In order to obtain a waiver, the MacArthur amendment requires states to set up a program for high-risk individuals or premium stabilization, or to participate in the Federal Invisible Risk Sharing Program.
Importantly, these higher premiums could only be charged for a period of one year to an individual who did not maintain continuous coverage. After an individual has maintained continuous coverage for twelve months they would then return to standard rates. This means that the protections against being charged higher premiums for a health condition are preserved for every individual market plan holder who maintains continuous coverage.
High Risk Pools: Under AHCA, states would have access to a new Patient and State Stability Fund to help finance risk-sharing programs like high-risk pools, as well as a new Federal Invisible Risk-Sharing program. All told, $130 billion dollars would be made available to states to finance innovative programs to address their unique patient populations. This new stability fund ensures these programs have the necessary funding to protect patients while also giving states the ability to design insurance markets that will lower costs and increase choice.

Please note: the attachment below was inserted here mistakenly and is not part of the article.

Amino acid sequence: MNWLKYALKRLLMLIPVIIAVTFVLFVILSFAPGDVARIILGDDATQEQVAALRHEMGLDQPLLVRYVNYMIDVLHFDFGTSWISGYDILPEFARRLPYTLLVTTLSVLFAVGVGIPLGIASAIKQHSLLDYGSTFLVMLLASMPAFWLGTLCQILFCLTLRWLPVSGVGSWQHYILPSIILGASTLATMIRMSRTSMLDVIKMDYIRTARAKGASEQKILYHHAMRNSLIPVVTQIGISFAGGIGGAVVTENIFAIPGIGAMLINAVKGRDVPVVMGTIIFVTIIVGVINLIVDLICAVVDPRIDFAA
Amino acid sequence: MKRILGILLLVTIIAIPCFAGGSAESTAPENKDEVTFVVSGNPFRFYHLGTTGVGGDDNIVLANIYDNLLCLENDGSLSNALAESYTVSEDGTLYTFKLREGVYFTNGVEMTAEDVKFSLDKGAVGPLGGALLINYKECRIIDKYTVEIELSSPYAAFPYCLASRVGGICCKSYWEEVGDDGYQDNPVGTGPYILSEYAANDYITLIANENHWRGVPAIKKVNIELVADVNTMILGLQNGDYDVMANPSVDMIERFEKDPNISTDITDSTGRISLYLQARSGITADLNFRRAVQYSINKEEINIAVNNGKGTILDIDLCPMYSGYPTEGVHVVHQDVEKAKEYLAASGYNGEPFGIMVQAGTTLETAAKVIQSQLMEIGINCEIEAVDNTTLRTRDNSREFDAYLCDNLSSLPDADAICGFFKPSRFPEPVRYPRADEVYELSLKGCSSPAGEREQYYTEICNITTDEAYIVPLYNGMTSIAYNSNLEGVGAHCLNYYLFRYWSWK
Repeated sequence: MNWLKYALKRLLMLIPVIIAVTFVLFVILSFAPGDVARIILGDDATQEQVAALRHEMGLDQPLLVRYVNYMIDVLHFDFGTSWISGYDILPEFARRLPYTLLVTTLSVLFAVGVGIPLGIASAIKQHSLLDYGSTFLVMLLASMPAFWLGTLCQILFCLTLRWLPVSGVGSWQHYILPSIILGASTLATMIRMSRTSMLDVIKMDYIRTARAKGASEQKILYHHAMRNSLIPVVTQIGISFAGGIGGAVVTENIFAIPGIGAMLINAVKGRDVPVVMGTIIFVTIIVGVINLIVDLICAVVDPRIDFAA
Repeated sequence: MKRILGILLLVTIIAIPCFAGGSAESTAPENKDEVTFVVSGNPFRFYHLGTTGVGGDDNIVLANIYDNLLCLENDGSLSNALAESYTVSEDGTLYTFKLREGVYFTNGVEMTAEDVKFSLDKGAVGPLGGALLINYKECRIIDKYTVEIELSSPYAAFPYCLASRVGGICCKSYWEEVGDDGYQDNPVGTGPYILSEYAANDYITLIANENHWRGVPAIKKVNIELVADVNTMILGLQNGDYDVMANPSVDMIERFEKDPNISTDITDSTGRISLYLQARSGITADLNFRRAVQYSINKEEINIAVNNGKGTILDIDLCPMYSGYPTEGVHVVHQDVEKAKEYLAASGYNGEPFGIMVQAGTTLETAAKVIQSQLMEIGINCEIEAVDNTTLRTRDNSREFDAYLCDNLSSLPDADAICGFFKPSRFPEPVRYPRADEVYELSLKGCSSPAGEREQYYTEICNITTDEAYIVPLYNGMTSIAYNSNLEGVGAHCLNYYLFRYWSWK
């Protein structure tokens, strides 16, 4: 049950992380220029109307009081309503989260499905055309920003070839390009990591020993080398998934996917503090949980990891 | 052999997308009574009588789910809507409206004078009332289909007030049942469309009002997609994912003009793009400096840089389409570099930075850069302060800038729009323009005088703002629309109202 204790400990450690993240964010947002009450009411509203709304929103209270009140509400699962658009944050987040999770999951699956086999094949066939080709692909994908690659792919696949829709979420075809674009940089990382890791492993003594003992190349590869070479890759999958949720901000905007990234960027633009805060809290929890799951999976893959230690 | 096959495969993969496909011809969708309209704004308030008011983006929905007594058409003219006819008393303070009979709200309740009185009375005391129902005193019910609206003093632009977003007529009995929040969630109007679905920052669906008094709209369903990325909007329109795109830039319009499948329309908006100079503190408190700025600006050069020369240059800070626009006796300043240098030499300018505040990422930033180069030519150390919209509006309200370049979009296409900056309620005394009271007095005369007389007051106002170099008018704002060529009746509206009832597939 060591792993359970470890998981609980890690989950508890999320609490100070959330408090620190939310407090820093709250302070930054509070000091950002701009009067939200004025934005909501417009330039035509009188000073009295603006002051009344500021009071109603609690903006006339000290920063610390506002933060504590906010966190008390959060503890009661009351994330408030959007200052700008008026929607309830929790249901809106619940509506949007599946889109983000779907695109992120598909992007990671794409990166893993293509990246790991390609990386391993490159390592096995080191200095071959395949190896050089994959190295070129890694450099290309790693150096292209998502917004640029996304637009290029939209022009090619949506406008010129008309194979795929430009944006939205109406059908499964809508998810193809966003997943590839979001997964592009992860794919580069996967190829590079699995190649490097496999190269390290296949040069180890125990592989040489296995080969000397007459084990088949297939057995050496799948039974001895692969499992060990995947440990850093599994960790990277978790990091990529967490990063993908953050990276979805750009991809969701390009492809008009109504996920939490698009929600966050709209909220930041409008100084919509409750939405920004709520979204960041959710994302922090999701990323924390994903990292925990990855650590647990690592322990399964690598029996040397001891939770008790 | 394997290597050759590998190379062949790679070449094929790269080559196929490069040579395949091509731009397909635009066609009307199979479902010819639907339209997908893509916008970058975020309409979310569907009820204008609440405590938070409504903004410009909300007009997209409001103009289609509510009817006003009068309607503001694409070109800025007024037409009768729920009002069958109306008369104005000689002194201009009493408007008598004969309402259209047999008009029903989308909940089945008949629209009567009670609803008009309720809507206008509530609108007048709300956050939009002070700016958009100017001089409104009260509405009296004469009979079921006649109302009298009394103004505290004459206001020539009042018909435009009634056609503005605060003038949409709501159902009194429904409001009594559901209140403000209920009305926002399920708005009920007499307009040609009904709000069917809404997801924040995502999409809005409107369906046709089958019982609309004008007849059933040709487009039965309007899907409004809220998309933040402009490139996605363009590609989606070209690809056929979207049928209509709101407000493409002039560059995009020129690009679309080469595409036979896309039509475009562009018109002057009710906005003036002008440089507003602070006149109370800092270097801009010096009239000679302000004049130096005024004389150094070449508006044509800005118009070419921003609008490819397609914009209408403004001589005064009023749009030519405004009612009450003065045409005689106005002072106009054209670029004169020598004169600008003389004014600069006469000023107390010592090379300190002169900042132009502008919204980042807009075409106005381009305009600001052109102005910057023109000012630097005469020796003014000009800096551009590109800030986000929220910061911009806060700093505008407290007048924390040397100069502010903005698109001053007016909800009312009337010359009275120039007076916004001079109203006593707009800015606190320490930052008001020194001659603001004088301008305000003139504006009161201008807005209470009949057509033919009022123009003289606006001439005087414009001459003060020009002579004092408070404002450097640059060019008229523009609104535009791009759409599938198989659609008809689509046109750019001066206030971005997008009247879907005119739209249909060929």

Additionally, there will be a separate fund of $8 billion dedicated solely to reduce premiums and other out-of-pocket costs patients in the individual market with pre-existing conditions who do not maintain continuous coverage and live in states that request and receive a waiver.
Under our plan, the 10 Essential Health Benefit Categories would remain the federal standard. States could seek a waiver to establish new benefit standards, but subject to certain conditions: the state must publicly attest its purpose for doing so (to reduce the cost of healthcare coverage, increase the number of people with healthcare coverage, etc.) and it must specify the benefits it will require instead of the federal standard.